Saturday, February 27, 2016

BSO — 2016/02/25-27

I wish this were one of the concerts the BSO is performing on the following Tuesday as well as on the Thursday, Friday, and Saturday of the current week. I'd love a chance to hear it again in Symphony Hall. The BSO program detail page provides this description, mixing up the order in which the pieces are being performed:
Charles Dutoit returns to the BSO podium for two weeks in the 2015-2016 season. In this first program he leads two Berlioz works for chorus and orchestra: the major, wide-ranging, and highly dramatic Te Deum, featuring solo tenor Paul Groves, and the lesser-known Resurrexit, a movement from a Missa solennelle complete Mass setting from 1824. Henri Dutilleux's masterful Timbres, espace, mouvementcontinues the BSO's recognition of the 100th anniversary of the composer's birth. This beautiful 1978 work was inspired by Van Gogh's most famous painting, The Starry Night.
(Some emphasis added.)
In performance, "Resurrexit" and "Timbres, espace, mouvement" will precede the intermission and "Te Deum" follow it. As usual, there are links to audio previews, program notes, performer bios, etc. on that detail page.

Reviews were mixed. In the Globe, we read of "verve" in the conducting of the opening piece and attention to atmosphere and detail in the second, but the reviewer found "more than a few patchy moments" in the singing of the adult chorus, while the children's chorus was fine. The Boston Musical Intelligencer loved the "Resurrexit" and raved over the "Timbres, espace, mouvement," but found the "Te Deum" "all too often leaning precariously on the brink of unintelligibility. Berlioz’s bigness was too much for the place." Perhaps the sound will be clearer when filtered through the radio or the web.

At any rate, I didn't have the dissatisfaction the BMInt reviewer did. Berlioz knew how to write good loud music, with enough quieter stuff so that the loud parts are really fun. The "Resurrexit" and "Te Deum" are good examples: glorious masses of sound. I ought to complain about Berlioz taking liberties with the texts: inserting words into the "Resurrexit" and rearranging the order of the "Te Deum" and leaving out a couple of lines. On the other hand, he wasn't composing either for an actual liturgy when he did those things, so maybe it's alright. Anyway, I loved wallowing in it. As for the Dutilleux, I may have been trying too hard to hear what the program notes talked about. I was underwhelmed, but had the feeling that I didn't get it. Maybe listening without specific expectations will work better. I'll be out on Saturday evening, but I hope I'll be able to listen to the rebroadcast on March 7.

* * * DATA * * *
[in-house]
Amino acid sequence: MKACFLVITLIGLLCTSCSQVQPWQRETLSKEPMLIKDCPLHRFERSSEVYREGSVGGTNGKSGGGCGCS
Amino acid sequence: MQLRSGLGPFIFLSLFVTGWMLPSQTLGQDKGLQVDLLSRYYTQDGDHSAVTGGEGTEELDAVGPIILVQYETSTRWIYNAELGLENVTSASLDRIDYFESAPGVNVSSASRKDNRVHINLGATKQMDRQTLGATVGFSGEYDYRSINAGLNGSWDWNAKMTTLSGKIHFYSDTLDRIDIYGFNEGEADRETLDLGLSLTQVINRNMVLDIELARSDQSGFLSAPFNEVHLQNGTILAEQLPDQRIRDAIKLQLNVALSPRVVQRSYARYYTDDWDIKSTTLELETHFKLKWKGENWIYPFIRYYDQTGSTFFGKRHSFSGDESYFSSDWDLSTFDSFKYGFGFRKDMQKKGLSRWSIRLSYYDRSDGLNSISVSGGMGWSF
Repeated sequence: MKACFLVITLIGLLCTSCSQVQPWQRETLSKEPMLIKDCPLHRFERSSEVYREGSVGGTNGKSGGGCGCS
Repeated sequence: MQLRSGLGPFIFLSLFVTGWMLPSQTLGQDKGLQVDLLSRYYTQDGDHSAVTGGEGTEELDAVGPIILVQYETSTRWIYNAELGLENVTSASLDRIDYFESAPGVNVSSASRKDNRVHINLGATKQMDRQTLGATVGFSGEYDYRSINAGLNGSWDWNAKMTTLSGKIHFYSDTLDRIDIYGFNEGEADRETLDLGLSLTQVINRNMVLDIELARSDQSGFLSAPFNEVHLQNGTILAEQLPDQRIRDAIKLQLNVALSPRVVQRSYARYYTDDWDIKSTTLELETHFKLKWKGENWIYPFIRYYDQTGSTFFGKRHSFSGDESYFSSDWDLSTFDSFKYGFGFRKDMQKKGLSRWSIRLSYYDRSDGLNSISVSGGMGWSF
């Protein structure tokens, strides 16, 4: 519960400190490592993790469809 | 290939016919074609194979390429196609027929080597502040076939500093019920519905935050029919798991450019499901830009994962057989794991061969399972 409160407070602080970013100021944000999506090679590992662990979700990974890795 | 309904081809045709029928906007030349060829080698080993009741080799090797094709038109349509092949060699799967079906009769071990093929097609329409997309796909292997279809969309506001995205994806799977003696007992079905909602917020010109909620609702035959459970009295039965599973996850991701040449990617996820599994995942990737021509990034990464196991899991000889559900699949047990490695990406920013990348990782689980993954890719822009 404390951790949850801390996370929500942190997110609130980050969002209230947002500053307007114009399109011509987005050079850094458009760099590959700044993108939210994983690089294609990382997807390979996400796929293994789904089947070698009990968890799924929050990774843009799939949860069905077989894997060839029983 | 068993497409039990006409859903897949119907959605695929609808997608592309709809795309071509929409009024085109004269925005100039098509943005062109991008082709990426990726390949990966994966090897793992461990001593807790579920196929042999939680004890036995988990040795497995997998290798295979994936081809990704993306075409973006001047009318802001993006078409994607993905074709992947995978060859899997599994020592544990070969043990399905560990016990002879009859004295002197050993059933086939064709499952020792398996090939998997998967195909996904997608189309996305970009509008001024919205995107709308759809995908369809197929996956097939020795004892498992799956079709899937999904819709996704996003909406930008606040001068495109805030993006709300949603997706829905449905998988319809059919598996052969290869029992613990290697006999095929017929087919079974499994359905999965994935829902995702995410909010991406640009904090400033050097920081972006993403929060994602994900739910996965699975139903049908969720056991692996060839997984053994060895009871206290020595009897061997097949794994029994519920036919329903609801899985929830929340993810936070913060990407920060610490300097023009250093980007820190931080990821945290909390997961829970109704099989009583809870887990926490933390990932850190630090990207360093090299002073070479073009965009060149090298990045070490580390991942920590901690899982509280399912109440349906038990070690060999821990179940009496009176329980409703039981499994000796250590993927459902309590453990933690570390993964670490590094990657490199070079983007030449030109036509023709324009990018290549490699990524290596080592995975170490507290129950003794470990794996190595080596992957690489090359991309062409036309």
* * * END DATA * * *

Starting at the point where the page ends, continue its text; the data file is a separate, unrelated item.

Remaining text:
So by all means, listen if you can. If you're within striking distance of Symphony Hall, get a ticket and go. Otherwise, enjoy it over the facilities of WCRB. Their BSO page gives a link to their podcast with interviews with Maestro Dutilleux and second chair horn player Rachel Childers. It also gives the broadcast/webstream schedule for the remainder of the BSO season and other features.

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